(Disaster ensues when Phaedra falls for her stepson!)
The gods will have their play, and we piteous humans must suffer in double jeopardy. First, vice will eventually bring destruction, and yet we are by nature weak and prone to vice. Second, everyone is subject to fate, which is not kinder to good people than to bad. So we are doomed—we cannot be virtuous as we want to be, and so we are in trouble; and yet even if we could be virtuous we would get smacked anyway by the vicissitudes of fate! Hence Euripides’ fist-waving at the gods… yet he manages to preserve some reverence. Artemis tells us that the pious are still much more highly regarded by the gods than the impious. When the impious person suffers, the gods nod “take that!”, whereas the faithful incur their favor, which can bring some benefit. So, given our sad lot in life, it is better to be suffering and good than suffering and evil. Or that is Euripides’ line anyway. In this play we see how this web of cosmic influences plays out in the life of a chaste and honorable man destined for greatness by rights, when (through no fault of his own) his stepmother takes an improper liking to him.
H. G. Wells
(A man of precisely 37.5 years of age can’t seem to find success or happiness in life… perhaps he has to do something drastic.)
“HOLE!” said Mr. Polly, and then for a change, and with greatly increased emphasis: “ ‘Ole!” He paused, and then broke out with one of his private and peculiar idioms. “Oh! Beastly Silly Wheeze of a Hole!”
Thus begins an entertaining fictional biography of a man who really needs a whack upside the head– one of several greats in that odd subgenre– Tom Jones, Babbitt, and Updike’s Rabbit series, for examples. (H. G. Wells writing fictional biography? In a contemporary setting? This might surprise those of us, such as myself, who had equated him with science fiction and socialist nonfiction. But anyway…) Our protagonist is an endearing and vivid, if frustrating character, who hides his depression with funny one-liners and his poor education with deliberate mispronunciations. And, as with many colorful characters in real life, beneath the wit cowers a man who hasn’t a clue where he’s going. His path through life is that of a flat boat with untethered sails– he might as easily plummet to his death over a waterfall as drift into a homely port. Or, to use Alfred Polly’s own metaphor, he’s in a hole. And no amount of quaint phrasing and amusing epithet, no ability to make women giggle, and no success as a shopkeeper is going to hoist him out of it.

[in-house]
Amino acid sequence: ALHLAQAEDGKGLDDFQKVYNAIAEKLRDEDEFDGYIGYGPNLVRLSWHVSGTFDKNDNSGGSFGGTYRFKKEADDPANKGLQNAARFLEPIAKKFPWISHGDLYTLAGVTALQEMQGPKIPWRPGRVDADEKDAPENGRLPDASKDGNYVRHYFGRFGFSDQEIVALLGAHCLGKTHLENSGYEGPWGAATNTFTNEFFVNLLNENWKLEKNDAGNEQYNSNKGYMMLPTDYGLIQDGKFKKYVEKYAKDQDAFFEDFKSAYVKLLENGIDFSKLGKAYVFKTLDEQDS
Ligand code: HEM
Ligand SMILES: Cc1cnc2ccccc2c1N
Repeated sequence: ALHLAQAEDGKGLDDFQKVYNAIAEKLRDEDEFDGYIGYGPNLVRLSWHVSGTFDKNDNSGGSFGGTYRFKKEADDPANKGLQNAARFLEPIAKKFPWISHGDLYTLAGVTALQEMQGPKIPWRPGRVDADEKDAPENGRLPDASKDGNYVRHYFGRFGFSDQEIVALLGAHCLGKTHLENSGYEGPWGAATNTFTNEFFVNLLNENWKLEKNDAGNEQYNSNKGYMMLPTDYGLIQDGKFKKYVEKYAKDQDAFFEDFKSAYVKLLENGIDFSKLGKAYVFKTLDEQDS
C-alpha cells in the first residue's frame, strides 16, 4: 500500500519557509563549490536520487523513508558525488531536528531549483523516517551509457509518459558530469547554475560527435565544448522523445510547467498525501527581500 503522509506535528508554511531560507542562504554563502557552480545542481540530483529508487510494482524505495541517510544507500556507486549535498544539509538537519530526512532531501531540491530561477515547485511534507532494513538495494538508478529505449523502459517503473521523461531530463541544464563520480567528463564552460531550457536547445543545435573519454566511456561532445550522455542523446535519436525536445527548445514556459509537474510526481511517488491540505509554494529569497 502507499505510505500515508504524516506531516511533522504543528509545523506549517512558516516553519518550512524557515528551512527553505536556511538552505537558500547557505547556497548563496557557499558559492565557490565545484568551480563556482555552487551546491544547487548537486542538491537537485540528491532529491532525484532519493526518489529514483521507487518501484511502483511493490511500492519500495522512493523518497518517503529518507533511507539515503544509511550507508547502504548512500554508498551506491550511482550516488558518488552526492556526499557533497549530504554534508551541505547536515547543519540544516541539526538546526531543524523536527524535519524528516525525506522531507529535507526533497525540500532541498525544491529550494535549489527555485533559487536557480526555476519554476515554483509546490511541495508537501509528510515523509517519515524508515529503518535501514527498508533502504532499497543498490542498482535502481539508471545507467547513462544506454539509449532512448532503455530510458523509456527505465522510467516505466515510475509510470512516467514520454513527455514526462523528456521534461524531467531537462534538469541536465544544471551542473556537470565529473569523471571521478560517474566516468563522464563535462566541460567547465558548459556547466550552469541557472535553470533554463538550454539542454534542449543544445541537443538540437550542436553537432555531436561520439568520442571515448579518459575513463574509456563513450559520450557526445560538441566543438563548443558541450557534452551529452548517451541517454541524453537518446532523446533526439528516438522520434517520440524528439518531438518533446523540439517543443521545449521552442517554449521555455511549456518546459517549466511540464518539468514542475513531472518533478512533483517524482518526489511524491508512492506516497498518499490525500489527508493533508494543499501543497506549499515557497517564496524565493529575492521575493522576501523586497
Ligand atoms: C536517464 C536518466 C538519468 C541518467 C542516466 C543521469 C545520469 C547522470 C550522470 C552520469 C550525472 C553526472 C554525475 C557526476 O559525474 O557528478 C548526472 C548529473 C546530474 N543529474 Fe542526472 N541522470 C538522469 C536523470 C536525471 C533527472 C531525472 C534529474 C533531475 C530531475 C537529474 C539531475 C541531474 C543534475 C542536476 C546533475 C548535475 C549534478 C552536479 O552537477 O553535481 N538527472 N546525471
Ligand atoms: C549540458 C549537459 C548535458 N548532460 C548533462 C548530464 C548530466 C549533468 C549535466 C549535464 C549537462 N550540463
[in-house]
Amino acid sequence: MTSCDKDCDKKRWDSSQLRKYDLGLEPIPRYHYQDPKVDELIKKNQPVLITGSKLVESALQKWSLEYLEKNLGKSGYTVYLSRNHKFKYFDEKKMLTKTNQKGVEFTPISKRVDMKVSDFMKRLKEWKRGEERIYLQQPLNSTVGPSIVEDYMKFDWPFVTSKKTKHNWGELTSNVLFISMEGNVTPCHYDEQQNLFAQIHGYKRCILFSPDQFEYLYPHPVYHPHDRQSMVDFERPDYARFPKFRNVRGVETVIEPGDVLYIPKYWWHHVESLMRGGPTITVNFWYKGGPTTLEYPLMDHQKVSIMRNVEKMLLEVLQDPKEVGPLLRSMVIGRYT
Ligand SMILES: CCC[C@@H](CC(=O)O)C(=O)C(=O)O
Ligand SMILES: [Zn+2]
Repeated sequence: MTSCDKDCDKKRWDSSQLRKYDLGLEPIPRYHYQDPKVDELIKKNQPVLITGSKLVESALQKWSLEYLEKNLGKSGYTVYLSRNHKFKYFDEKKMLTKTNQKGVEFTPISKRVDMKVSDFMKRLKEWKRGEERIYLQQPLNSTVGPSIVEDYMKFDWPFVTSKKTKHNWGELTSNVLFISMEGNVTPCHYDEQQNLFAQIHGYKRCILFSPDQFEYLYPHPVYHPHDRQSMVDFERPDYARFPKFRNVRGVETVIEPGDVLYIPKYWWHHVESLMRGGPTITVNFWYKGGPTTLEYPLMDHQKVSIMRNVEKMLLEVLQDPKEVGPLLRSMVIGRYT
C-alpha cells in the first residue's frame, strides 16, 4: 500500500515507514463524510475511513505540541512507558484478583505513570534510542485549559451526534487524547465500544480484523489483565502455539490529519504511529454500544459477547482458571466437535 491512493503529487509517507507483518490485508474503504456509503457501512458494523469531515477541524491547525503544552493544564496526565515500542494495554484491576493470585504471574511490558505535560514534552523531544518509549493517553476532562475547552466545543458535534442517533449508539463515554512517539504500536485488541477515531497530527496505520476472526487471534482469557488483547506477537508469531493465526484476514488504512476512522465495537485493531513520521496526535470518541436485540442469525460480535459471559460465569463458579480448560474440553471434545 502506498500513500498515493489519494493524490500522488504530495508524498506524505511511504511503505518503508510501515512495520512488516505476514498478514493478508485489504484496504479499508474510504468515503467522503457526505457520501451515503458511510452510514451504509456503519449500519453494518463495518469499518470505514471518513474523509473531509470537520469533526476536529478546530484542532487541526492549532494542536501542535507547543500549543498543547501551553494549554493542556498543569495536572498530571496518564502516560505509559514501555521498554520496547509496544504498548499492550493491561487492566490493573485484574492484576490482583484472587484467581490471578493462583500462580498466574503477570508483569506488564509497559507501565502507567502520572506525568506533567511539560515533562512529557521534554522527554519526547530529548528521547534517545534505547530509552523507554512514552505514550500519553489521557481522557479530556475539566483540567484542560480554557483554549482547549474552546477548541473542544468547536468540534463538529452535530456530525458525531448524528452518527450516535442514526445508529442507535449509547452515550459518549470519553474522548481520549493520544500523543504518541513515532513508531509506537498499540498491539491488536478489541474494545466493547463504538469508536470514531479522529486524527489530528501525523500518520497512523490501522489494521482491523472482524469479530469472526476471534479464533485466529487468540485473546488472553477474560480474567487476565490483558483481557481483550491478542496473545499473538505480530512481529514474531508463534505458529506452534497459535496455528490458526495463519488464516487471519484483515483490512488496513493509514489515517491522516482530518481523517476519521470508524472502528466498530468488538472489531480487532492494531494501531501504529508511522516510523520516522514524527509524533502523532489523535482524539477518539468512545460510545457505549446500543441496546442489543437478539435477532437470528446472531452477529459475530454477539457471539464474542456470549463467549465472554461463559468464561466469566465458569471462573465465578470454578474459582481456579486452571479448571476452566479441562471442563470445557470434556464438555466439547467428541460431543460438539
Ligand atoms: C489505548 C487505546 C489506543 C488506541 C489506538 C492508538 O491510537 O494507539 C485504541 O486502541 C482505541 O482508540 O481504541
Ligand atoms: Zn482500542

(A man of intellect and of spiritual sensitivity contemplates the purpose of life and its struggles.)
“Unwelcome shroud of the forgotten dead,/ Oblivion’s dreary fountain, where art thou”. What a dark way to begin one’s poetical efforts, at 18 years of age! And we need read no further to suspect (correctly) that in Matthew Arnold we are in for something very different from the Romantics, and quite different also from his Victorian contemporaries Browning and Tennyson. The essence of the distinction is in his preoccupation with the meaning of life, and by extension death and the loss of faith. This spiritual decline that disturbed him so much, often called the maladie du siècle or the “sickness of the century”, had been treated more seriously on the continent, while in England Wordsworth, Keats, and Shelley were grasping at Nature or the humanism of the Greeks for their spiritual anchor. Arnold was a more melancholic, more skeptical poet, and doubted that the sickness could ever be cured, although he certainly loved the ancients (many of his early poems have classical subjects), and he also did look to nature for inspiration. Even as a teen he presaged the Existentialists, and indeed much of the spirit of the twentieth century, in trying to devise a way to preserve our spirituality and sense of wonder while being brutally honest about our mortality and the fleeting nature of all human endeavor. Matthew Arnold was a great poet not mainly because he was imaginative, morally sensitive, and wonderstruck, nor on the other hand because he was freethinking, scholarly, and skeptical; he was great because he was somehow both of these sorts of people at once. If his poetry could be said to have a single goal, it was to merge these two halves of his consciousness, the spiritual and the intellectual.